CGC 019 : Learning Classical Guitar at an Older Age with Janet Agostino

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CGC 019 : Learning Classical Guitar at an Older Age with Janet Agostino

Janet Agostino has a deep knowledge of education from a variety of perspectives and in our conversation I asked Janet to discuss some of the issues that come up when learning classical guitar later in life. It is a topic that is important to many members and readers of the site and I have actually addressed the issue in a previous article.

Janet talks about specific goals that we can set, structuring lessons, and touches on some examples of how she works with her own students that come to music later in life. I learned a lot from this conversation and I hope you get inspired from this podcast whether you are a student, teacher, or someone who wants to know what an experienced and dedicated educator sounds like.

 

Duo Agostino Website

Sydney Classical Guitar Summer School

Sydney Guitar Trio

2016-01-11T02:33:26+00:00 8 Comments

8 Comments

  1. Profile photo of Linda Tsardakas
    Linda Tsardakas January 13, 2016 at 10:22 am - Reply

    Great podcast!

  2. Chris January 14, 2016 at 6:09 am - Reply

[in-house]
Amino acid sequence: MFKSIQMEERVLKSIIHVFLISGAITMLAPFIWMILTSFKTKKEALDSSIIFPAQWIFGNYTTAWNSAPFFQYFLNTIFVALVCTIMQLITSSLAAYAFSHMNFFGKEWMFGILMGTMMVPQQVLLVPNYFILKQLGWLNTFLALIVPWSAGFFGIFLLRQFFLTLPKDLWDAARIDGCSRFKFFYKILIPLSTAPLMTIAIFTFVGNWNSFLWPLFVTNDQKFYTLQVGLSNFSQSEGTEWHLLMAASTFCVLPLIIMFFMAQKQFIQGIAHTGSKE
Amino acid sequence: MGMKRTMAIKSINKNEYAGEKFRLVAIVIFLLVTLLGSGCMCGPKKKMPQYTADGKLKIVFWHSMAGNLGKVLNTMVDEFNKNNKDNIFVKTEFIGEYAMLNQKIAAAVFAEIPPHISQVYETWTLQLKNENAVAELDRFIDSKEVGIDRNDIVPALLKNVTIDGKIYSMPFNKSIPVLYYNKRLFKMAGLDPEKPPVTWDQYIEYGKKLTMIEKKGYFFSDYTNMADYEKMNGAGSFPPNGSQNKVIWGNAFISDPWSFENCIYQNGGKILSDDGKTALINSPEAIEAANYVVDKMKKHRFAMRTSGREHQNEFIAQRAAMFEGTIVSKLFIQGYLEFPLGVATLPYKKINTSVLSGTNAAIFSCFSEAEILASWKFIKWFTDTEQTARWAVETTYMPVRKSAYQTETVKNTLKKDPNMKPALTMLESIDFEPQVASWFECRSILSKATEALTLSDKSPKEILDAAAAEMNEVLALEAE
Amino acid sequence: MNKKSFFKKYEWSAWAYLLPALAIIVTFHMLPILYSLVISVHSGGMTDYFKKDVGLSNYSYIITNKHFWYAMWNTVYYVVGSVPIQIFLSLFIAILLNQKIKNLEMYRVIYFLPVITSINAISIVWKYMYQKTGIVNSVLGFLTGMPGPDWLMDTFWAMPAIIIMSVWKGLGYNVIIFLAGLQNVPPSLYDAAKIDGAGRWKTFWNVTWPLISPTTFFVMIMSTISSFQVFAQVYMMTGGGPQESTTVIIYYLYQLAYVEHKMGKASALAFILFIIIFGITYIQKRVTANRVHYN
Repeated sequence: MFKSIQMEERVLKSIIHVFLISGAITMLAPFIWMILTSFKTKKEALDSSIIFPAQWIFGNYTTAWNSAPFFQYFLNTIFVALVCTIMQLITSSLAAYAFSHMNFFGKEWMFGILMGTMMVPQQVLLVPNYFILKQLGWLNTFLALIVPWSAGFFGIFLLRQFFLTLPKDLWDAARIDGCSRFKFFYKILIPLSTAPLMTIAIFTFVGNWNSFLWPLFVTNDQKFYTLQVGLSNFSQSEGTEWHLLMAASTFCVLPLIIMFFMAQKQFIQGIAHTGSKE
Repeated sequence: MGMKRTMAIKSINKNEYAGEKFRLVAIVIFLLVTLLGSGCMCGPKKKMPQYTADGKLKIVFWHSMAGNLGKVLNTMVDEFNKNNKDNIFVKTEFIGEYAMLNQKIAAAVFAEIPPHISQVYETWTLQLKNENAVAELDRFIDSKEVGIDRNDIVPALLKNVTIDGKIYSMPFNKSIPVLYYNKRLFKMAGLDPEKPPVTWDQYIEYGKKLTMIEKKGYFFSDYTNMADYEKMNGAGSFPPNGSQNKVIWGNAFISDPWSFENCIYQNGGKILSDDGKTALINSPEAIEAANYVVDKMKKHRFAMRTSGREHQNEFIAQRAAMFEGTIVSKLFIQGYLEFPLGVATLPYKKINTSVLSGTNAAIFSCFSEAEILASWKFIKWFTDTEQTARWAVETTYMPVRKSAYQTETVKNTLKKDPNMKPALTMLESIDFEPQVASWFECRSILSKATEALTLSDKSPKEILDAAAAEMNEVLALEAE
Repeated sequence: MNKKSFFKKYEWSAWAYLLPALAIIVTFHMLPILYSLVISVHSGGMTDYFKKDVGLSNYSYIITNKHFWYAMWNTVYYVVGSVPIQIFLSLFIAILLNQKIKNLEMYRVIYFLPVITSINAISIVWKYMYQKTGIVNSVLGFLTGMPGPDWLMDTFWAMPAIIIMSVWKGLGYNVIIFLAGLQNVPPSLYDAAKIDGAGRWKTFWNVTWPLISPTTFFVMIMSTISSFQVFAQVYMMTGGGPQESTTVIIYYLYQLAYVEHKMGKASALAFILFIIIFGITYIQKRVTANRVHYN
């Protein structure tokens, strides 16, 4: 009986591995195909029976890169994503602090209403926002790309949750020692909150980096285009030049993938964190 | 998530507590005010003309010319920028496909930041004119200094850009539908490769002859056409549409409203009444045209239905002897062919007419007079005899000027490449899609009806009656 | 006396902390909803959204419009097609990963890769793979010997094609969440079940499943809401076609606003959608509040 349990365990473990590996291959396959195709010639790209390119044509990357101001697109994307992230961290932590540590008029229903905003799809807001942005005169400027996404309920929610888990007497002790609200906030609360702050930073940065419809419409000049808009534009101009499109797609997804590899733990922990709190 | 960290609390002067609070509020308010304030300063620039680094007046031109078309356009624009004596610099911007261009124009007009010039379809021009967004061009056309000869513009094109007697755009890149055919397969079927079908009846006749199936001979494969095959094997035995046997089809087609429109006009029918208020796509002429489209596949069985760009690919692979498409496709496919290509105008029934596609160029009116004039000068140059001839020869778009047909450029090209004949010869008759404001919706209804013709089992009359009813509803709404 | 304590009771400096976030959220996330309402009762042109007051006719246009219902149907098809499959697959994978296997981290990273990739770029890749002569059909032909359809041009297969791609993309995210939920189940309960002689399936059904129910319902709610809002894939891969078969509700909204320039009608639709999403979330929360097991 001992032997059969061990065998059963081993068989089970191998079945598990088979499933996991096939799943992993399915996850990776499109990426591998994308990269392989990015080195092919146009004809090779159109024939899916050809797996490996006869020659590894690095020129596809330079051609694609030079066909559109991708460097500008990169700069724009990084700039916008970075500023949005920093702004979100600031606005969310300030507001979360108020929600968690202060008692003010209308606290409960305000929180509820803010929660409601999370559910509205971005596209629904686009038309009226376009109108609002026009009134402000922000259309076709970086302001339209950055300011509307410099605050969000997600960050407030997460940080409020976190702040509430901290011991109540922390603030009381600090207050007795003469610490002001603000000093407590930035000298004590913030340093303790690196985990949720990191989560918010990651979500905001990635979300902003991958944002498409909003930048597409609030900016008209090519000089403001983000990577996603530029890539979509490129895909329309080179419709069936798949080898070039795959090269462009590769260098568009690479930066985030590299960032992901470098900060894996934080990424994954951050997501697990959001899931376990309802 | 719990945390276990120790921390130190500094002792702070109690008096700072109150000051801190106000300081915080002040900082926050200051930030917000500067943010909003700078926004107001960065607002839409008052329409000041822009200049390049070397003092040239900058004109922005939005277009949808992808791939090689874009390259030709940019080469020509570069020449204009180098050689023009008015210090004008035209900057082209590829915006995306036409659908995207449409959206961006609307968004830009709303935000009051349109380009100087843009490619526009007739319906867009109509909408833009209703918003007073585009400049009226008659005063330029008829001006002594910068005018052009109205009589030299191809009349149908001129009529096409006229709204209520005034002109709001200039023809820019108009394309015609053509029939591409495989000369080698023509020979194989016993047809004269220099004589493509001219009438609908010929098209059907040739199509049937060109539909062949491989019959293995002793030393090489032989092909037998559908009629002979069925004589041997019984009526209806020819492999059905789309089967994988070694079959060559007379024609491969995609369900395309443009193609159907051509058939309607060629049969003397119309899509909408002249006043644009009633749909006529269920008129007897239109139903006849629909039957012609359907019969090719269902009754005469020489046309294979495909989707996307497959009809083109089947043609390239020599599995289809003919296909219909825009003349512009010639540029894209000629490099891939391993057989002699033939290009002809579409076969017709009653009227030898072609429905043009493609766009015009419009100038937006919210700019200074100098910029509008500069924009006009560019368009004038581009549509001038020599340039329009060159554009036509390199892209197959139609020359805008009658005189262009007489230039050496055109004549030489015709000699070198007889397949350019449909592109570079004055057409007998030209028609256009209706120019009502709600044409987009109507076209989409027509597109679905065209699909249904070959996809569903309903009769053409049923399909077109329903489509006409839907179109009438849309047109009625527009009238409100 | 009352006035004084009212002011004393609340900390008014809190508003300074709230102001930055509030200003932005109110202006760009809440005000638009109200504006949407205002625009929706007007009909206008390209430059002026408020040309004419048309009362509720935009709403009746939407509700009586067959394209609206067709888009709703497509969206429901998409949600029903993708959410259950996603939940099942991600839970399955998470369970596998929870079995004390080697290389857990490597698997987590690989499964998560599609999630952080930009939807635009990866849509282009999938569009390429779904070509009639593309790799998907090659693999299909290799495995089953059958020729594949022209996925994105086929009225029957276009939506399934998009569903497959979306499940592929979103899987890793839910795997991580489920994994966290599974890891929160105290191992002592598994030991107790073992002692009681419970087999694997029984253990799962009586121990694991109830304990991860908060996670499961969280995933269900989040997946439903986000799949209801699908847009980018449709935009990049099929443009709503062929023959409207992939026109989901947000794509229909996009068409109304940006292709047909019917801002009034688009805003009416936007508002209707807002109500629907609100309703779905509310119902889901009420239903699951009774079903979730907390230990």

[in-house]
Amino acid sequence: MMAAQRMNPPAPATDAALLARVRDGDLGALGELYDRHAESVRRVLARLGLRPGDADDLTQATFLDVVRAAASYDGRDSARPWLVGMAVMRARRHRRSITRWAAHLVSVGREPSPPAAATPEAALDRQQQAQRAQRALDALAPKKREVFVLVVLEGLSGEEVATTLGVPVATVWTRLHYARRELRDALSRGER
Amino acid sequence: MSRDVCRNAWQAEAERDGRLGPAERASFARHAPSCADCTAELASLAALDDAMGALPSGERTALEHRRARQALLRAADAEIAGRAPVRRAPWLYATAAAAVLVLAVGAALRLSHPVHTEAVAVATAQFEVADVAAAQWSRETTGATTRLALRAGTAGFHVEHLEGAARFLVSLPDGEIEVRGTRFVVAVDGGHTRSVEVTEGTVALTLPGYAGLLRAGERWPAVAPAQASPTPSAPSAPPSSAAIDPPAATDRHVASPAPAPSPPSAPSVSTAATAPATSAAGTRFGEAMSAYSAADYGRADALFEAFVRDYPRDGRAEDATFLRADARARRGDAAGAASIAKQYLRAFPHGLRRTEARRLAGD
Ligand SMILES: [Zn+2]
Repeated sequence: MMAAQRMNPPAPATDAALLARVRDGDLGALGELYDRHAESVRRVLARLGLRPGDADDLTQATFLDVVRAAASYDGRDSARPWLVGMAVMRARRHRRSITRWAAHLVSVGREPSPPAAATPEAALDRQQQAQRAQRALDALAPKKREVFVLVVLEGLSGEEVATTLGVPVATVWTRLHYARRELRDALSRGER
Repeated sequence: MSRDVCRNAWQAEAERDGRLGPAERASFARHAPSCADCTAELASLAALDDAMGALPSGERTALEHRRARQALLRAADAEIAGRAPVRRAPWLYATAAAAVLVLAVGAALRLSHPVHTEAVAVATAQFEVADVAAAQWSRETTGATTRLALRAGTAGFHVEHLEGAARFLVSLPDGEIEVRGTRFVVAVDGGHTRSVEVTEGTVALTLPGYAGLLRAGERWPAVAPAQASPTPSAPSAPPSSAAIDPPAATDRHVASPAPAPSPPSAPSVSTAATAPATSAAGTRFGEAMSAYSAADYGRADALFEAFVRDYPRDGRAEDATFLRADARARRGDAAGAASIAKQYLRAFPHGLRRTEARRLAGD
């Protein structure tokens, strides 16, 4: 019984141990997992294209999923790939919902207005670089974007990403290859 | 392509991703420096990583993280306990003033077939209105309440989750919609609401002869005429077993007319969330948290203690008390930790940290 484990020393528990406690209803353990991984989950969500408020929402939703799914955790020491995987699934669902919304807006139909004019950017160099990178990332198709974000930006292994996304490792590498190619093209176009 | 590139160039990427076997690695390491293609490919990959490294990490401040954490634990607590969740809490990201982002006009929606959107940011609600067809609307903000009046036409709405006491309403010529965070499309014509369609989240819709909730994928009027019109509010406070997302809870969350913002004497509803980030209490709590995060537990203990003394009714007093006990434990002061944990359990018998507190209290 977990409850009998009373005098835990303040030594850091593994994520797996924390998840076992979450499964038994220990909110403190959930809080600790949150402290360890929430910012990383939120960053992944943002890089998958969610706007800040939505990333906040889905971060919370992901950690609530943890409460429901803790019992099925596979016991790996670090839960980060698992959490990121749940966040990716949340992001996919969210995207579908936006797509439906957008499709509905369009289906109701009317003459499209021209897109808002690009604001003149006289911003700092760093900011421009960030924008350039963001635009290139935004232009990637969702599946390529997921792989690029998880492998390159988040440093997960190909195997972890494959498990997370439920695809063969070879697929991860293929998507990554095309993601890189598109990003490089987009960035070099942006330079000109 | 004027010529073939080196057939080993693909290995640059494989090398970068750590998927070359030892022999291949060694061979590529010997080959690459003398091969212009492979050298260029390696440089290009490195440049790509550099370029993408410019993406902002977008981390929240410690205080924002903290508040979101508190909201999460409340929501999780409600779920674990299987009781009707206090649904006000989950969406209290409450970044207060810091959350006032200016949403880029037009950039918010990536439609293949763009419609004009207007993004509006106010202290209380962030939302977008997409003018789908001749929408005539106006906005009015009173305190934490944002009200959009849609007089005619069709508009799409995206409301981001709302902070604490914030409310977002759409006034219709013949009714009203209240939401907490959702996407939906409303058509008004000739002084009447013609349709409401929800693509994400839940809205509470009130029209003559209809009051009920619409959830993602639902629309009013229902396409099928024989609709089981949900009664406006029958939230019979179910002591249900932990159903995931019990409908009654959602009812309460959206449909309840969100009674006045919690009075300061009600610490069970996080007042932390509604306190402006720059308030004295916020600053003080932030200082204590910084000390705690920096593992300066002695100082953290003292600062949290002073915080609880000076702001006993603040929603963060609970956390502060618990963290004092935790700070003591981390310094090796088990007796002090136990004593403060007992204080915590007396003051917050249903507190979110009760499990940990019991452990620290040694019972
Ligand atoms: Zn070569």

SImon, thank you for this interview; At the age of 68 I am grateful for any insights I can acquire into CG playing. All of my adult life I have worked to goals, schedules and performance reviews but now in my later years I have a different approach. My goals are only very general in that (a) I have developed a rough grading system for solo pieces and select new tunes to tackel from the somewhat more advanced range, and (b) I hold myself to 30 minutes of practice/playing every day. The result of this, for me, is that I don’t feel driven but can fully enjoy the process of playing and advancing. But, as Janet says, older students such as myself all have very different ways of approaching skill acquisition. Thanks again for your site and the work you put into it.

  3. Profile photo of James Huckson
    James Huckson January 16, 2016 at 1:03 pm - Reply

    Thank you, Simon. An excellent podcast! I could relate to many of those points raised. Also, I am hoping to attend the Sydney Summer School next year.

  4. Profile photo of Tim Minelli
    Tim Minelli January 16, 2016 at 8:31 pm - Reply

    Excellent podcast and link to Simon’s earlier notes about learning classical guitar at an “older” age. Big cheers to older folks becoming students of the classical guitar. Even decades before, I was always inspired by older individuals taking up new challenges. Know that your efforts may be a source of inspiration to both the older and younger people in your life.

    I think another big metal challenge for us older folks is to simply know you’re going to stink at something for a while and work through it. An unfamiliar place for people that either are in or have had successful careers, raised children, etc. My 5 year old has no shyness in banging on the guitar infront of almost anyone that sets foot in our living room. I’m definitely not that way.